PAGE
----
The consistency analysis is carried out based on the alignment between the number of targeted sectors and the models previously developed (recall Table 7). If the corresponding percentage of attacks for a particular GPE factor is the highest one and the model also reveals the highest R2 for such GPE factor, there is an alignment between both. The study reveals that there is a close relationship between economic and strategic variables, though, in many cases, the alignment is achieved. For instance, IRN has a 0.58 in the model as an attacker (Table 7) for strategic/diplomatic variables, and the results by sector (Table 8) show that IRN attacks more sectors within that category (57.01%). This is in line with prior works [66, 67] which point out IRN’s prevalent strategic interest, or VNM’s focus on strategy but with substantial economic interests [68]. Indeed, from the attacker perspective, CHN, USA, and RUS are the exceptions, because our model suggests an economic motivation in first place, while sectors point out a higher strategic one. Concerning CHN, it is interested in increasing its technological level through industrial espionage and thus increasing its economical position [69]. Moreover, economy is a priority in USA, though strategic issues are also an important matter [70]. Lastly, the case of RUS is surprising for the low prevalence of economic sectors. However, Russian cyberattacks are launched against other states with preexistent rivalry [71] and thus strategic/diplomatic issues as pointed out by the model.

Concerning the victims’ perspective, results are consistent except for IRN, RUS, and VNM; the model points out that the main motivation is economy, but the targeted sectors are mainly strategic in nature. Nonetheless, in line with the model, the relevance of economic sectors is notorious in these cases, so it may represent that their attackers are aiming to steal information from economy-unrelated sectors that can later be transformed into economical assets.

4.2.3. Motivations per Attacker on Each Victim

To complete the analysis of the motivations for each country, it is also necessary to study their attacks against other target countries. For this purpose, models are developed for pairs of attackers and victims. Results are presented in Table 9, where suffixes C1 and C2 represent attacker and victim-related variables, respectively. For the sake of soundness, only those attacker-victim pairs with more than 15 used STs have been considered.

On the one hand, the situation between IND and CHN has recently been highlighted, although their tensions have arisen from a long time now [72]. Our results show that there is some support between GPE issues and cyberattacks in their case. On the other hand, it is noteworthy that all studied countries attack USA, and most of them count on remarkable support considering the GPE factors. USA itself already pointed out that CHN, RUS, and IRN were among the three main actors that were leveraging STs for cyberespionage with economic interests [73]. Our results show that though strategic factors seem to prevail, economic issues are at stake in most countries. This is consistent with the previous models (recall Tables 7 and 8).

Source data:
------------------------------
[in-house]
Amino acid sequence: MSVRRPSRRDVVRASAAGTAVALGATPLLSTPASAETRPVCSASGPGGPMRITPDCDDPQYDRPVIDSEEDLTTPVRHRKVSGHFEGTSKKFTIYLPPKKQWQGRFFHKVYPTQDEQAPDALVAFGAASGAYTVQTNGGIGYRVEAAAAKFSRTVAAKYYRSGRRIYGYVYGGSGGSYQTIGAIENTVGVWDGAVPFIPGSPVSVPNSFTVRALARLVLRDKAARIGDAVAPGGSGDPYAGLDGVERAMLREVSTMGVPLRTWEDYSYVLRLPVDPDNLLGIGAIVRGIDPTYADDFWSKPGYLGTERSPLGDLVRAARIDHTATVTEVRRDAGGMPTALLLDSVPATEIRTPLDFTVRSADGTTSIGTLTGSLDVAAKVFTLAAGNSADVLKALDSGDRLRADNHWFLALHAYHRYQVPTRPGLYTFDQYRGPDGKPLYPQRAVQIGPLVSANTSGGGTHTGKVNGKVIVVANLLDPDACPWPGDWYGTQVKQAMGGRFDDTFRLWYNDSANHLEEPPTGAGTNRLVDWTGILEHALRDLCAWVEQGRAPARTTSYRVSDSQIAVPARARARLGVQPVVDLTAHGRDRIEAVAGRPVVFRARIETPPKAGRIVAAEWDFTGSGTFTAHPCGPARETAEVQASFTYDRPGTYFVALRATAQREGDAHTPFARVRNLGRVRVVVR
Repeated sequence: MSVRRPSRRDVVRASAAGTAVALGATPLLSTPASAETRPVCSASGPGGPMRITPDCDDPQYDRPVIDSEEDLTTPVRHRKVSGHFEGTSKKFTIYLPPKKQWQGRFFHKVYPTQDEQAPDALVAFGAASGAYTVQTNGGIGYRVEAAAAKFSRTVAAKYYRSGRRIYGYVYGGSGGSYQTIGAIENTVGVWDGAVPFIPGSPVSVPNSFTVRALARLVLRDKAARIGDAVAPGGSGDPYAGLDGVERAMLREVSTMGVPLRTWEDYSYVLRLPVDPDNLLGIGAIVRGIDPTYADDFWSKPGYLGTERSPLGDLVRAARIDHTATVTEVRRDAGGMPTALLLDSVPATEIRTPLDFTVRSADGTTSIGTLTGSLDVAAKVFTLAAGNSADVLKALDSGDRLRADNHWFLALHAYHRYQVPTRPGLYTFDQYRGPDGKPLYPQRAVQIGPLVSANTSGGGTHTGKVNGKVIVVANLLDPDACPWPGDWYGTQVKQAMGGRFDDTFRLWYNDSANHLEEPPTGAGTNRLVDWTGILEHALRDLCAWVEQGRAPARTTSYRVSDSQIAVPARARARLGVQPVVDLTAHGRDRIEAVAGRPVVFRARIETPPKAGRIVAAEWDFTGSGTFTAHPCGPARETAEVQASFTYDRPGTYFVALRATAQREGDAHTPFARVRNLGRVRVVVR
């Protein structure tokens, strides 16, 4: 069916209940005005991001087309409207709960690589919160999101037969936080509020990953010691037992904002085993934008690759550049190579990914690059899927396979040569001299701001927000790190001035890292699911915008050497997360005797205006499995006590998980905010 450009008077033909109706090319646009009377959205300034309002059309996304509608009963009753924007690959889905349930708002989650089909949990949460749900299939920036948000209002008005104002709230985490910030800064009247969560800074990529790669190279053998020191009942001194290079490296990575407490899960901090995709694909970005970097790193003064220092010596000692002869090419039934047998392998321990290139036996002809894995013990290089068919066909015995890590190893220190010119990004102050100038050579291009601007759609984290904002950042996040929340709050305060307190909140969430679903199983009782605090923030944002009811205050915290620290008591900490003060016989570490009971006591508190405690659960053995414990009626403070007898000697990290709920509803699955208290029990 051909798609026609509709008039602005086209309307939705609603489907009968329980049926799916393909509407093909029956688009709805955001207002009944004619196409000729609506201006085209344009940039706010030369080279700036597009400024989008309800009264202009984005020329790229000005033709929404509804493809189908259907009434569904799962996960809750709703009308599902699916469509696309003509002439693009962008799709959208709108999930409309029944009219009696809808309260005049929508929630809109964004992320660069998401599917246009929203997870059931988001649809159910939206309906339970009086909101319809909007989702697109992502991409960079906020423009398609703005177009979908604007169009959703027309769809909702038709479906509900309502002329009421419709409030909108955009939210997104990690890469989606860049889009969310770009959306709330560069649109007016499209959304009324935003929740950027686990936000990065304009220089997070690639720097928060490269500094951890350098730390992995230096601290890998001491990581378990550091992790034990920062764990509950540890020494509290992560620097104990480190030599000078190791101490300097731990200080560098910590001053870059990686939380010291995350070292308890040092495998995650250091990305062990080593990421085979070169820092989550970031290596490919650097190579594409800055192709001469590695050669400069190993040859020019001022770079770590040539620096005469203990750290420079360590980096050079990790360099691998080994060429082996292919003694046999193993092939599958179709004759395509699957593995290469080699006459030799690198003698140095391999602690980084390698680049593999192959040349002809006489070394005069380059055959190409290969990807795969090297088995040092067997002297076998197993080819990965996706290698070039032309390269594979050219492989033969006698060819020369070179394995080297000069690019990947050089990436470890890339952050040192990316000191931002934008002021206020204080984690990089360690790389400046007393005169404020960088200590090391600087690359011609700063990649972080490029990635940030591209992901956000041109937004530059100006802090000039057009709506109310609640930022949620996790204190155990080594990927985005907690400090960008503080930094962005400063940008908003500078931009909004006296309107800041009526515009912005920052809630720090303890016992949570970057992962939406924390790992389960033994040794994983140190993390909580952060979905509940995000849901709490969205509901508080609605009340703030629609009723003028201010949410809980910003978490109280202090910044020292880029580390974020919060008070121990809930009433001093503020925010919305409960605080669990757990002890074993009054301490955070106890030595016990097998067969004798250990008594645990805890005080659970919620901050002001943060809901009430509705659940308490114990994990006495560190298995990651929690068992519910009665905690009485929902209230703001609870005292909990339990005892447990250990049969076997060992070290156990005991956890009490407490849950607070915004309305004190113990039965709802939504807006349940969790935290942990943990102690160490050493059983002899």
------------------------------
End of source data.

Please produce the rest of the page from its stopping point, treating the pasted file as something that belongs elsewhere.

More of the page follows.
4.3. Summary and Limitations

In light of the results achieved from the models, and in line with the research questions, it can be concluded that there is an undeniable relationship between GPE factors and cyberattacks (RQ1). Moreover, it has been shown that strategic issues are the most relevant GPE factor to launch cyberattacks but very close to the economic ones (RQ2). Our results are mostly in line with prior works that addressed the motivation for studied countries.

Beyond qualitative statements of motivation of APTs, which are quite common (e.g., Threat Group Cards produced by Thailand’s Computer Emergency Response Team [74]), our work is the first in providing quantitative measurements in this regard. This is beneficial for CTI for two reasons. The first reason is that it expands the horizon when it comes to solving the attribution of a cyberattack; GPE factors may serve as a hint to differentiate between different candidate attackers. The second reason is that monitoring GPE factors may be helpful to better predict future APT-related cyberattacks.